Spot instruments

This chapter deals with spot instruments other than stocks: given the large amount of quantitative material about stocks they are treated separately, in the next chapter.


With respect to quantitative aspects and calculations, there is almost nothing to add for short-term rates instruments beyond what we considered in Chapter 1 (among others, the calculations relative to present and future values). But we should mention that some of the short-term instruments are generally traded in prices, on a “discount basis”, namely in PV prices (e.g., Treasury bills, banker's acceptances and commercial paper), while others are traded in rates, “on a yield basis”, that is, in interest percentage (i.e., repo rates, certificates of deposits, bank deposits, interbank rates, etc.).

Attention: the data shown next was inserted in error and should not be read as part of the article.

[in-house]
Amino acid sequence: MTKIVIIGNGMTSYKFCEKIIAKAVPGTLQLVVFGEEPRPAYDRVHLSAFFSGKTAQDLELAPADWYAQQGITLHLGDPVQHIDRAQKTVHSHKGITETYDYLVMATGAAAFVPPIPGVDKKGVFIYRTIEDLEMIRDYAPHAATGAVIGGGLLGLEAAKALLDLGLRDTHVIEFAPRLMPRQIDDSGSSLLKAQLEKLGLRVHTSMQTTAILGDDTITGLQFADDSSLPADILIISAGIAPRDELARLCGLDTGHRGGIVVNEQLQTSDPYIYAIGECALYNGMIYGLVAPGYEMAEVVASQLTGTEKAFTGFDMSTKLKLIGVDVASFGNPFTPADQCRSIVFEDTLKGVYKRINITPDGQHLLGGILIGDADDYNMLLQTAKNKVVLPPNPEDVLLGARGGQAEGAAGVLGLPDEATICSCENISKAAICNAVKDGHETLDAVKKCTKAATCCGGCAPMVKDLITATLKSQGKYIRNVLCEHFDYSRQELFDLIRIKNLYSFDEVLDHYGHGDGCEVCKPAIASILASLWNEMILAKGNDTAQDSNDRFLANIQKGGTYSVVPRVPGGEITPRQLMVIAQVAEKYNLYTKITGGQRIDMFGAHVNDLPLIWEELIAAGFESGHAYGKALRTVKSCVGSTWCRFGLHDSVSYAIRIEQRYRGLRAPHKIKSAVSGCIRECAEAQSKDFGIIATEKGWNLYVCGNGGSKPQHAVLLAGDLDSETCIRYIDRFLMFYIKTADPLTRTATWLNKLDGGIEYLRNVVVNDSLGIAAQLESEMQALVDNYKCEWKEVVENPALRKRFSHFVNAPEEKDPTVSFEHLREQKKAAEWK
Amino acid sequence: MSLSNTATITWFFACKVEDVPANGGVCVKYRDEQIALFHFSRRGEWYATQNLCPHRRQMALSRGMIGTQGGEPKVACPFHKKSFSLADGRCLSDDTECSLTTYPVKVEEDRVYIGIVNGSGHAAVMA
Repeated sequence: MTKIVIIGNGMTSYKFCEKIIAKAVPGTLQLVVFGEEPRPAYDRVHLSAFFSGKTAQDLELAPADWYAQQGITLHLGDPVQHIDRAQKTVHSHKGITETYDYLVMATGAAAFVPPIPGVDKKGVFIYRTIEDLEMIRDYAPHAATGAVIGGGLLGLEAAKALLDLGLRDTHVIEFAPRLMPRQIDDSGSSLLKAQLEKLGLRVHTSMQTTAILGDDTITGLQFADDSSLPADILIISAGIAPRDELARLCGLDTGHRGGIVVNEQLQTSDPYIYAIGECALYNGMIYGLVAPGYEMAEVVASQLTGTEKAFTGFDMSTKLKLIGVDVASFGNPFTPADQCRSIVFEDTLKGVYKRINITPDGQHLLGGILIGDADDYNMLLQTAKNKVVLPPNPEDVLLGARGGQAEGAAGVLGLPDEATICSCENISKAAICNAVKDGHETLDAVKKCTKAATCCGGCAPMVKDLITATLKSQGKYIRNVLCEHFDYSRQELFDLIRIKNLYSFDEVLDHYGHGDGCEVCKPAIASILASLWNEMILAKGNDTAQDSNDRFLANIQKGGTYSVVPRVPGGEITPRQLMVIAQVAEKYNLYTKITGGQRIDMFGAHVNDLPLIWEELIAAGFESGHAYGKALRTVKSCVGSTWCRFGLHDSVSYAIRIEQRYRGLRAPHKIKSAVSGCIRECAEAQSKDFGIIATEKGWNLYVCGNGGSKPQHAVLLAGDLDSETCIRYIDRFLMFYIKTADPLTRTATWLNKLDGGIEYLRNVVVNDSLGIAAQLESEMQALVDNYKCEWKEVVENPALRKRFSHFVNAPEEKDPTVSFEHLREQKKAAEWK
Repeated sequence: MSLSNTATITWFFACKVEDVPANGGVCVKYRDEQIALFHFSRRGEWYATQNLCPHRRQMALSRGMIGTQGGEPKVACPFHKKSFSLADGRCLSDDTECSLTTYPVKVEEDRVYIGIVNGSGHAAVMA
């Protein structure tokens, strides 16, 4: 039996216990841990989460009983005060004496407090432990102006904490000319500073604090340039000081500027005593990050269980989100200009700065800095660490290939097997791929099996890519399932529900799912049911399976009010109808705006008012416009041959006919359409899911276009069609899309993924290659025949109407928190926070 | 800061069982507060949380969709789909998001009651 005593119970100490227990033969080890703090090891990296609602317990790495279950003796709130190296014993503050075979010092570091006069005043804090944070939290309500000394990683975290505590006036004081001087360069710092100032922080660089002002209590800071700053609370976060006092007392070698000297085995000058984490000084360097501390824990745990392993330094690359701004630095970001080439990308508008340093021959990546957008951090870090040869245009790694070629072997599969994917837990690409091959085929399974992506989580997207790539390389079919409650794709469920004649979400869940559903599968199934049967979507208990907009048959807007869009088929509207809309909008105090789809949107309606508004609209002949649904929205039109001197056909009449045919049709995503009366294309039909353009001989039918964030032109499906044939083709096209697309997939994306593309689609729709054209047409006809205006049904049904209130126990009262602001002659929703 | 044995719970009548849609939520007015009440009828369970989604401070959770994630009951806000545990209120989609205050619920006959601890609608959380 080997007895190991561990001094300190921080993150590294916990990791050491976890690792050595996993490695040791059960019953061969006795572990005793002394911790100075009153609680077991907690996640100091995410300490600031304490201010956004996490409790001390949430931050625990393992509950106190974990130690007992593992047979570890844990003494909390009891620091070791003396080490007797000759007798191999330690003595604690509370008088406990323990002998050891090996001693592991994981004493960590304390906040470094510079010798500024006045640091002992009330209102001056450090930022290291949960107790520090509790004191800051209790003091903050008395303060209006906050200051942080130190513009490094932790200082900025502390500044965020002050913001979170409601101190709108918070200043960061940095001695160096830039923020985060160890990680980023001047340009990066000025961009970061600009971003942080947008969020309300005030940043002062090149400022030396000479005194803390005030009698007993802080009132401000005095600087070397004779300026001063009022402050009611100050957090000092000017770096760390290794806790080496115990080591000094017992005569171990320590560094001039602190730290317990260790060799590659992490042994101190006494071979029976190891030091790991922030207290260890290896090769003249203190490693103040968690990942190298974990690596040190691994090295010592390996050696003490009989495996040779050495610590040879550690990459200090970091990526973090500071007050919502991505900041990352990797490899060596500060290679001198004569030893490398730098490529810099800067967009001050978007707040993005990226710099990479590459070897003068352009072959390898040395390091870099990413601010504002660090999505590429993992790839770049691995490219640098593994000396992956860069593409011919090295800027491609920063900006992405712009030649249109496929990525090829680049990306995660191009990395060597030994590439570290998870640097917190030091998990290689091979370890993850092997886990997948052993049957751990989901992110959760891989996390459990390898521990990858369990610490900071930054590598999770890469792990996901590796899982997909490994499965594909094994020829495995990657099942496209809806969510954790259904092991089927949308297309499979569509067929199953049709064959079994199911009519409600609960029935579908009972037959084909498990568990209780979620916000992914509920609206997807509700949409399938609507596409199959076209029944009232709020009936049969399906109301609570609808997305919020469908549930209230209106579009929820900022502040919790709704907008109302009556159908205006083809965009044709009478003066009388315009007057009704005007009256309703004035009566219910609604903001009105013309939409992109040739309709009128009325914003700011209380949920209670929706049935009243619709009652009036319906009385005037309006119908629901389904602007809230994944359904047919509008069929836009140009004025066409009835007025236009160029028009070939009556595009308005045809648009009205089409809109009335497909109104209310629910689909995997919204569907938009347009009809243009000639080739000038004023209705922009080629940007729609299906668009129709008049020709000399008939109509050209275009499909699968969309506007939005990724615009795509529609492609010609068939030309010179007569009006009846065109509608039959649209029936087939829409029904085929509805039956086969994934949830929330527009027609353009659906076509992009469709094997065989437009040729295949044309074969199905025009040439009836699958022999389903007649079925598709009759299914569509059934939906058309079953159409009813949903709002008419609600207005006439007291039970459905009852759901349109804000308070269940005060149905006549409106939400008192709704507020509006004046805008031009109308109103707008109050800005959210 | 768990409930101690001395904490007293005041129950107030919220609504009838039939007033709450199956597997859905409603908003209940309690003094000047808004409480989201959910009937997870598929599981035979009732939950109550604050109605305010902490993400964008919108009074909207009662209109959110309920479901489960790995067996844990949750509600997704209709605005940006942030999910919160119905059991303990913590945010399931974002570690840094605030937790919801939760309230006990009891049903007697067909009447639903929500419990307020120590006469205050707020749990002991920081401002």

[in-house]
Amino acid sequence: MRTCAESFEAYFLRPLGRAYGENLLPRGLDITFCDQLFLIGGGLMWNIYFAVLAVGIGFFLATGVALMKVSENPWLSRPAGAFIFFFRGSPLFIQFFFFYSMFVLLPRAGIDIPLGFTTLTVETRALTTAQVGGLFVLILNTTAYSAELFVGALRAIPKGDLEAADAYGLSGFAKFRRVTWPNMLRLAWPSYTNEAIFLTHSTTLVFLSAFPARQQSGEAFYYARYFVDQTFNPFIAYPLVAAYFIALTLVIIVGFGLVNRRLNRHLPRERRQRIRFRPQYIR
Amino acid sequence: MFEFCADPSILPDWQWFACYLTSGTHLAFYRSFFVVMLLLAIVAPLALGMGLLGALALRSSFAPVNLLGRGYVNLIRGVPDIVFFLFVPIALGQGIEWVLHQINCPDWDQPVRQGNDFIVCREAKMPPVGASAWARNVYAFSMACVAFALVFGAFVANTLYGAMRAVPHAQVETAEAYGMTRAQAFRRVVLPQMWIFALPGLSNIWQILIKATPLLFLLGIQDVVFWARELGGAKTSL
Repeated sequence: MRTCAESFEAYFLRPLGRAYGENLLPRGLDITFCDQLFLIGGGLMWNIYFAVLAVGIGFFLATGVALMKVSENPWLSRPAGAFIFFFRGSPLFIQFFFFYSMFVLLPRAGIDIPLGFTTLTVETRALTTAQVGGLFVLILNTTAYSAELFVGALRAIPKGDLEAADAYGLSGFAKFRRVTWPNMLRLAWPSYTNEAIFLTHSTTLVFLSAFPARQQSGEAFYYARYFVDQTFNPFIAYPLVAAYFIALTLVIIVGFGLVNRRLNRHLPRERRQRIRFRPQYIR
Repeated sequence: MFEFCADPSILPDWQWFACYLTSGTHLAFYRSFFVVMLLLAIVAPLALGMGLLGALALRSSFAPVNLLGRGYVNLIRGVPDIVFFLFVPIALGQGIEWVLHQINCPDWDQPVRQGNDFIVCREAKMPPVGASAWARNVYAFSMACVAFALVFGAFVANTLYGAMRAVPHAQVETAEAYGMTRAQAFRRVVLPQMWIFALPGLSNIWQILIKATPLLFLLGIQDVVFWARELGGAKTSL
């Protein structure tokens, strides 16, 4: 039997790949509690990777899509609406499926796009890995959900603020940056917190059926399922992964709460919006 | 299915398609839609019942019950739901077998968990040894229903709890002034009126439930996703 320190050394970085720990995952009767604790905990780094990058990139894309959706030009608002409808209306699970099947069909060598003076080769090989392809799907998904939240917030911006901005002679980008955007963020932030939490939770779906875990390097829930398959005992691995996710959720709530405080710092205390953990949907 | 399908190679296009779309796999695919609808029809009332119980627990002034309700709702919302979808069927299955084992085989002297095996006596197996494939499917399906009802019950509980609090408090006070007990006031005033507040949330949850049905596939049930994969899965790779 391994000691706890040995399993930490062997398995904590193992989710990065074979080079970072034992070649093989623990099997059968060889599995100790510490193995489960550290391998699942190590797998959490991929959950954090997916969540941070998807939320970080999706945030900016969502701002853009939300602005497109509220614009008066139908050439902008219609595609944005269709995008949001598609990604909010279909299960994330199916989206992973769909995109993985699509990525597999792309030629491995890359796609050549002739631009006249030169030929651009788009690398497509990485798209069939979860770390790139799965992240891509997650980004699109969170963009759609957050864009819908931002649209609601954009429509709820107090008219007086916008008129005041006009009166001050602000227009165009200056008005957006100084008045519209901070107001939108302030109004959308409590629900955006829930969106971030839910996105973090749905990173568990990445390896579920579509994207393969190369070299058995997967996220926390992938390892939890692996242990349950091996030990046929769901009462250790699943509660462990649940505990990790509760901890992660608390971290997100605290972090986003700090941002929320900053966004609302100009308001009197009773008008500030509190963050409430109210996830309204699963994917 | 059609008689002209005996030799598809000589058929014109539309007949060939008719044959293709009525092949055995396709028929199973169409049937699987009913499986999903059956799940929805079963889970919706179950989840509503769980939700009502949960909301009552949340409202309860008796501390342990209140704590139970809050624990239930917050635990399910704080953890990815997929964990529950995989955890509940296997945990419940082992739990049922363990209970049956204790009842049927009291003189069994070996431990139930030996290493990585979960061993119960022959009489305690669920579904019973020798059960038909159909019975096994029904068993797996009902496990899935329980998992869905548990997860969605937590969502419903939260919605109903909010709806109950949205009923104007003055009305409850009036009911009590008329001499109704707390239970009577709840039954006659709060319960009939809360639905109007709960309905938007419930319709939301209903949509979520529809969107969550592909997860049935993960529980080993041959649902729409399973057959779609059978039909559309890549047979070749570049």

Short-Term Rates Traded on a Discount Basis

For US T-bills, quoted in PV prices corresponding to a FV as par value of 100 at maturity, to compute the corresponding yield z the US Treasury uses a formula slightly different from the conventional Eq. 1.2 of Chapter 1, as follows:

Unnumbered Display Equation

on an ACT/360 basis. Let us take, for example, the 180-days US T-bill as traded on 01/04/08, @ 98.39: for t = 180/360 = 0.5, it corresponds to a yield of

Unnumbered Display Equation

Using Eq. 1.2,

we would have obtained

Short-Term Rates ...

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